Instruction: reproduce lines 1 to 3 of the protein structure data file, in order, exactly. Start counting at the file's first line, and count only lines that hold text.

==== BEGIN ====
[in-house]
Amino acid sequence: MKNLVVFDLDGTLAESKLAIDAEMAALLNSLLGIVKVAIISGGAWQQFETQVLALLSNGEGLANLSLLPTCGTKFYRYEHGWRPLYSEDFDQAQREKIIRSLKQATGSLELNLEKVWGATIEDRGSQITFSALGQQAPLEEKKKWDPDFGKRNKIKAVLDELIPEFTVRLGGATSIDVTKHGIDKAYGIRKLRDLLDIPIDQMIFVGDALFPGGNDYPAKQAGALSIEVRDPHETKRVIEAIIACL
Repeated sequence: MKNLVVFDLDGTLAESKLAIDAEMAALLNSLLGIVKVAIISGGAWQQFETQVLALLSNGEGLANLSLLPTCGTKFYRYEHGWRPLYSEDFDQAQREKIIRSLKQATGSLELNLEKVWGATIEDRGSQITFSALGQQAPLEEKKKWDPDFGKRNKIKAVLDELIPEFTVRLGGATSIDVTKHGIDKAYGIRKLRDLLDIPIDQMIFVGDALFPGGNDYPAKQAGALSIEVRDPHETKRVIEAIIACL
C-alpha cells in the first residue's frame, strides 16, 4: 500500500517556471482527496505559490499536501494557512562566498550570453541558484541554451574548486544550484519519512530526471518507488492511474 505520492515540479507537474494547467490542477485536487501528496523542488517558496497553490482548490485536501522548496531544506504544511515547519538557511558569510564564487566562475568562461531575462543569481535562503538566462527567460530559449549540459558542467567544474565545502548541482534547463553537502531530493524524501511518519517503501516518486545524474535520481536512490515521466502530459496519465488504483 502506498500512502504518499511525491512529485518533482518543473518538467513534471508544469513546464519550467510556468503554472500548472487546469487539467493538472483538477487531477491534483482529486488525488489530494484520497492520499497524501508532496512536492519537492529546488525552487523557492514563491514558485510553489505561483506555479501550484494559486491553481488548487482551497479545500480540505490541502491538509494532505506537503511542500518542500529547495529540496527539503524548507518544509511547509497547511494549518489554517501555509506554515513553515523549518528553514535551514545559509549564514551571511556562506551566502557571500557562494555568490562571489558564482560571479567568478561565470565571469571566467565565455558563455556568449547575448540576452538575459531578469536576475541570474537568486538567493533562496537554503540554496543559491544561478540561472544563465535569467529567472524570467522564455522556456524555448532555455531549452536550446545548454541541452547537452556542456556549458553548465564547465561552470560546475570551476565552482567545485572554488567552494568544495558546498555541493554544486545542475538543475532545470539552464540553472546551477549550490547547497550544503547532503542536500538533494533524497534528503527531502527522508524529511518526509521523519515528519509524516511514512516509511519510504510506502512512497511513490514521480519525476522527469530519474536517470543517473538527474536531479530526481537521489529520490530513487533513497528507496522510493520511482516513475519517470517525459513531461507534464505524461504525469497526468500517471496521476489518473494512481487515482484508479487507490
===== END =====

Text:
[in-house]
Amino acid sequence: MKNLVVFDLDGTLAESKLAIDAEMAALLNSLLGIVKVAIISGGAWQQFETQVLALLSNGEGLANLSLLPTCGTKFYRYEHGWRPLYSEDFDQAQREKIIRSLKQATGSLELNLEKVWGATIEDRGSQITFSALGQQAPLEEKKKWDPDFGKRNKIKAVLDELIPEFTVRLGGATSIDVTKHGIDKAYGIRKLRDLLDIPIDQMIFVGDALFPGGNDYPAKQAGALSIEVRDPHETKRVIEAIIACL
Repeated sequence: MKNLVVFDLDGTLAESKLAIDAEMAALLNSLLGIVKVAIISGGAWQQFETQVLALLSNGEGLANLSLLPTCGTKFYRYEHGWRPLYSEDFDQAQREKIIRSLKQATGSLELNLEKVWGATIEDRGSQITFSALGQQAPLEEKKKWDPDFGKRNKIKAVLDELIPEFTVRLGGATSIDVTKHGIDKAYGIRKLRDLLDIPIDQMIFVGDALFPGGNDYPAKQAGALSIEVRDPHETKRVIEAIIACL